Are public/private partnerships just for the 24/7 gateway cities?  What about the “Detroits” of the world?

 

Sagalyn: Let’s put Detroit aside for a moment.  Public/private approach to economic development to city building has been going on in all sizes of cities for the past, since the ‘80s; hundreds of little cities.  That was pioneered by the federal Urban Development Action Grant Program: it taught cities how to negotiate with private developers to build hotels and large-scale projects for that size city.  This is not just confined to the gateway cities.  Not at all.

 

Cities like Detroit have been attracting private capital into the downtown area.  Some well-known media articles have been written on the acquisition by a couple of developers and investors in property in Detroit.  Detroit is a different situation—it’s a city where demand has collapsed, people have fled.  You must rebuild the economic structure of the city and a single public/private project is not going to do it.  You have to have faith that there’s a competent political administration.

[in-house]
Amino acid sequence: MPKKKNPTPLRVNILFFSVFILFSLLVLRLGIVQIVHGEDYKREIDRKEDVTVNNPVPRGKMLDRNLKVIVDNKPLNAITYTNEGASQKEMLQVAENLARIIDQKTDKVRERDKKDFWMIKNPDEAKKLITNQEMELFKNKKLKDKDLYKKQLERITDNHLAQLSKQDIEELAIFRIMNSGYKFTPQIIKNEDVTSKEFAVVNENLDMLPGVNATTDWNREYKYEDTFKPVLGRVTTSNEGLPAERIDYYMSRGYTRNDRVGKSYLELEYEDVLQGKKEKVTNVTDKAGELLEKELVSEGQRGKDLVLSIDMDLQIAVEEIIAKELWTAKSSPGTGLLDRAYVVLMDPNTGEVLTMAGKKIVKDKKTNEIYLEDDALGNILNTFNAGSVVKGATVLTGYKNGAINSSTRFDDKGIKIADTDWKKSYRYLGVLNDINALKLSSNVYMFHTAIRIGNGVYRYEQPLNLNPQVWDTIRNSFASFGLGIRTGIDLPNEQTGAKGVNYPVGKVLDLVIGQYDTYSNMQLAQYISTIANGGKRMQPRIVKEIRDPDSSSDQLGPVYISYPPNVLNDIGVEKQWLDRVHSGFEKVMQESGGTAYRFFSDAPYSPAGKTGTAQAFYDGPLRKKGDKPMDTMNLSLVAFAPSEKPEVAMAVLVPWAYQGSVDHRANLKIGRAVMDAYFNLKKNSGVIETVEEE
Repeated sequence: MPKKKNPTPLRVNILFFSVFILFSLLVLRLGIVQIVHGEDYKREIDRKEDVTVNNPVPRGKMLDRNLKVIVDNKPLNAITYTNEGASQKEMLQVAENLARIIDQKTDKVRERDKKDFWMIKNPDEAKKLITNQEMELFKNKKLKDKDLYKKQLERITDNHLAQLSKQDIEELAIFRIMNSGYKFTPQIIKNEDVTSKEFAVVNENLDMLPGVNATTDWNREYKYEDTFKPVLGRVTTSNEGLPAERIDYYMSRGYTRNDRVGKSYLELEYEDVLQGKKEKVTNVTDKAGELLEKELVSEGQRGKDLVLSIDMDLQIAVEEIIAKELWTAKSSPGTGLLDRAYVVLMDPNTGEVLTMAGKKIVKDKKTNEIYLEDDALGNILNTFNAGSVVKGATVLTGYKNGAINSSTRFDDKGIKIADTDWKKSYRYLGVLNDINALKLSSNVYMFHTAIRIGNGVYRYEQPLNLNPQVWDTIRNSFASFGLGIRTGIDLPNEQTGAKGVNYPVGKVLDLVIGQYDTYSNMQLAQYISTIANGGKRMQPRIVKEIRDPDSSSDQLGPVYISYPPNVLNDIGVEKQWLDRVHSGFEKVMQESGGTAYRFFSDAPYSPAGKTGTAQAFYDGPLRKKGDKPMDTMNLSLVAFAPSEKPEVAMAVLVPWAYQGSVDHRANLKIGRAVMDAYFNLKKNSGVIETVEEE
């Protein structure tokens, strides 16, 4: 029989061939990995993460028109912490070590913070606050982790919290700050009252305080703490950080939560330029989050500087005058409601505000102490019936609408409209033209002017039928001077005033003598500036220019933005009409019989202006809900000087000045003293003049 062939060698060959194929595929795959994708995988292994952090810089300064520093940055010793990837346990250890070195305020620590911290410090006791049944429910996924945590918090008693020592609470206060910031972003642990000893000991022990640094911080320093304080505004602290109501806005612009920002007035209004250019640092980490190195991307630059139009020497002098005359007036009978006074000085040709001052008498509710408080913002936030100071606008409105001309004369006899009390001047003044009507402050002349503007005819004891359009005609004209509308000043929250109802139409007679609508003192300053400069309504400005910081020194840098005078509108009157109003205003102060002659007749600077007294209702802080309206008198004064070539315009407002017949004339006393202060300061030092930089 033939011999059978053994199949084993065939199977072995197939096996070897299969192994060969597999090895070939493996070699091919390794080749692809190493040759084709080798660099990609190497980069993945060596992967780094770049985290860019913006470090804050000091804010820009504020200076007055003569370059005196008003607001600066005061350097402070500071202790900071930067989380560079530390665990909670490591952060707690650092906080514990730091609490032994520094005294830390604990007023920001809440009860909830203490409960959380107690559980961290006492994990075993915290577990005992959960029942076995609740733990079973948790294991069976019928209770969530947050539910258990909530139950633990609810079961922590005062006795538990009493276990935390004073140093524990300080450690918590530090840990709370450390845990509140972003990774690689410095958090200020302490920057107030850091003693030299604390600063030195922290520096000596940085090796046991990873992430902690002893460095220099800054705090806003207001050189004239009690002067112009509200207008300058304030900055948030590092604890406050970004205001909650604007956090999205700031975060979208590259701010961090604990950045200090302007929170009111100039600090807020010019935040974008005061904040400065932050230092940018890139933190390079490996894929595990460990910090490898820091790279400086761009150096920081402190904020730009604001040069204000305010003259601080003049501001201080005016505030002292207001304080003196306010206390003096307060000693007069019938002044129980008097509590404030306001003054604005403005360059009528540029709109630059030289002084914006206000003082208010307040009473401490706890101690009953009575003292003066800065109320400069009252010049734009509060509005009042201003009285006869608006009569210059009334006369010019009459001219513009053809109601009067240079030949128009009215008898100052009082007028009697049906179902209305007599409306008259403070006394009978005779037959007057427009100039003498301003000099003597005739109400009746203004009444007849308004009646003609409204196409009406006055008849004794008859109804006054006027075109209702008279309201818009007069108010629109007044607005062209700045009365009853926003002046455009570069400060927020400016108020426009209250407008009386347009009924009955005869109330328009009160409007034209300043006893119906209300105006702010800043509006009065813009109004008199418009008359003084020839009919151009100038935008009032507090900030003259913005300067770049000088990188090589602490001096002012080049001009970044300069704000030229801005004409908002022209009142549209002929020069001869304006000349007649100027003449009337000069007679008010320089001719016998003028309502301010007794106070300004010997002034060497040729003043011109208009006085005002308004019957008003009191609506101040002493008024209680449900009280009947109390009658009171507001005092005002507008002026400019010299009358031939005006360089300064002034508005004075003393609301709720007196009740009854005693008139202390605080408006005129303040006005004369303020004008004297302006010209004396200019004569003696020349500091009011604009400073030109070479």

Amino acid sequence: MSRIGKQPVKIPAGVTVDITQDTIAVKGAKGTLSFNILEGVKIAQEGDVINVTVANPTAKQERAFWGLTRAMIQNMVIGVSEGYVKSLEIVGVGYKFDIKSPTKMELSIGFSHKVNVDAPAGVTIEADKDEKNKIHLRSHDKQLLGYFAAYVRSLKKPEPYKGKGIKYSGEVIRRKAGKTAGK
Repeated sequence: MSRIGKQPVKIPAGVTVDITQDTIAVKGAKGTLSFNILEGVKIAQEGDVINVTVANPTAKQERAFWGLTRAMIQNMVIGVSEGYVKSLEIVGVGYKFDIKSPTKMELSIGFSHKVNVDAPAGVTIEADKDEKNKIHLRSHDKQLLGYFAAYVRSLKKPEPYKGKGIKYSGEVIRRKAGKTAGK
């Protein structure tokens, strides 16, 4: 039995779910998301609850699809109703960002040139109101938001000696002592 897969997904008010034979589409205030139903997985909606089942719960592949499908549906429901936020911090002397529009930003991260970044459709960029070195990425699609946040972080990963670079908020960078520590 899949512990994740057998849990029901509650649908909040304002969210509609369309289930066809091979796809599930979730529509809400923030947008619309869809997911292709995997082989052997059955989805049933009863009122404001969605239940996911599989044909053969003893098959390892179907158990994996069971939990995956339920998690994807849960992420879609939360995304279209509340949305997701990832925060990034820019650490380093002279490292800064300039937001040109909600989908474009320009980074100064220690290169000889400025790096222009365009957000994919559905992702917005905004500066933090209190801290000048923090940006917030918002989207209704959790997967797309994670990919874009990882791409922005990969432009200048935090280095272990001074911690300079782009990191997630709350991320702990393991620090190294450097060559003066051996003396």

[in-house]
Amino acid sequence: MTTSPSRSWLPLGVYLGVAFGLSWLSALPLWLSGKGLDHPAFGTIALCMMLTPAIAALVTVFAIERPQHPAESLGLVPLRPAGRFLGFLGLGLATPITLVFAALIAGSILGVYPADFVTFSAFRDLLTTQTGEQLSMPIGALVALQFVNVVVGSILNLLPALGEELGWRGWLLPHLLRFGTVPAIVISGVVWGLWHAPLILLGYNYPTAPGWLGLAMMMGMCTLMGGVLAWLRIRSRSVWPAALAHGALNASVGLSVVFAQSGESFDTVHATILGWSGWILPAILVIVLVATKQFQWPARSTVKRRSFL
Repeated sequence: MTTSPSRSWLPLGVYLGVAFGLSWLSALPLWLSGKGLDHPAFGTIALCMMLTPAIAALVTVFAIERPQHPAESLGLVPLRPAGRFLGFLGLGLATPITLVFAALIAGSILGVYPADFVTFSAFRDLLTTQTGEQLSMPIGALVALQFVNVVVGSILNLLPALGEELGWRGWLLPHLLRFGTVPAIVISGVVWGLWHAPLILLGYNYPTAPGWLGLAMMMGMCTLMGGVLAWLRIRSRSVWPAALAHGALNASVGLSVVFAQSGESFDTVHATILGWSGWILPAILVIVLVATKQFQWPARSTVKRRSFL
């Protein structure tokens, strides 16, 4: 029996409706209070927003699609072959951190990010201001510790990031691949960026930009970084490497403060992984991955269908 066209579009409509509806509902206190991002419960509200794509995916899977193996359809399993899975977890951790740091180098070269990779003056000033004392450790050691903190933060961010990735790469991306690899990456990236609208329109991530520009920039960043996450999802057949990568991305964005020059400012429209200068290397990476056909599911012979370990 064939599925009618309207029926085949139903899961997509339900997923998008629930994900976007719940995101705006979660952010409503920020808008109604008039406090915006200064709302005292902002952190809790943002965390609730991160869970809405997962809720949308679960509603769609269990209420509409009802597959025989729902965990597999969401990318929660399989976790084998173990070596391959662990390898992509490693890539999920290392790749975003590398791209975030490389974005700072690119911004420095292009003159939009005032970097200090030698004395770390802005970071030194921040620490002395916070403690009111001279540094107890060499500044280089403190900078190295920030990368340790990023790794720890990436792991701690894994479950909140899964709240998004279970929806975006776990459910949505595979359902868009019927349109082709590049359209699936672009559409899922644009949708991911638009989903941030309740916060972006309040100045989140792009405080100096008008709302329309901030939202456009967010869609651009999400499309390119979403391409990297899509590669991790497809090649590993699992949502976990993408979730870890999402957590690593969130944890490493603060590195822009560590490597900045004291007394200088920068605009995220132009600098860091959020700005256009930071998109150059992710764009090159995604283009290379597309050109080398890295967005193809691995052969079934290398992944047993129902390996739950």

One thing private equity always looks for in these kinds of project investments is leadership: leadership from the mayor, or the governor, or the City Council that there’s support for this kind of project.  When Detroit gets its act together and has fiscal stability, maybe there will be a turn of events.

 

Clearly, Newark has had a turn of events: in recent years, there has been great faith in Cory Booker and his mayoral administration to provide a stable and direct leadership, which is essential.  Private equity has to look to that.  Without that, it’s a great risk.

 

Can public/private partnerships be measured on a performance basis?

 

Sagalyn: There are lots of success stories, but it seems much sexier to write about problems.  Unfortunately, there isn’t much performance evidence on the success.  You know it’s a success when you see people coming and it’s fully tenanted and the shops are very dynamic—you can tell it’s successful in that way.  But, interestingly, there are very few studies of the performance of these projects.

 

I did one on Faneuil Hall Marketplace years ago, and there haven’t been many done about the success.  If they’re a failure, nobody wants to spend time doing a study, except academics—we do things like that.  If they’re a success, who’s asking for a study?  It’s evident.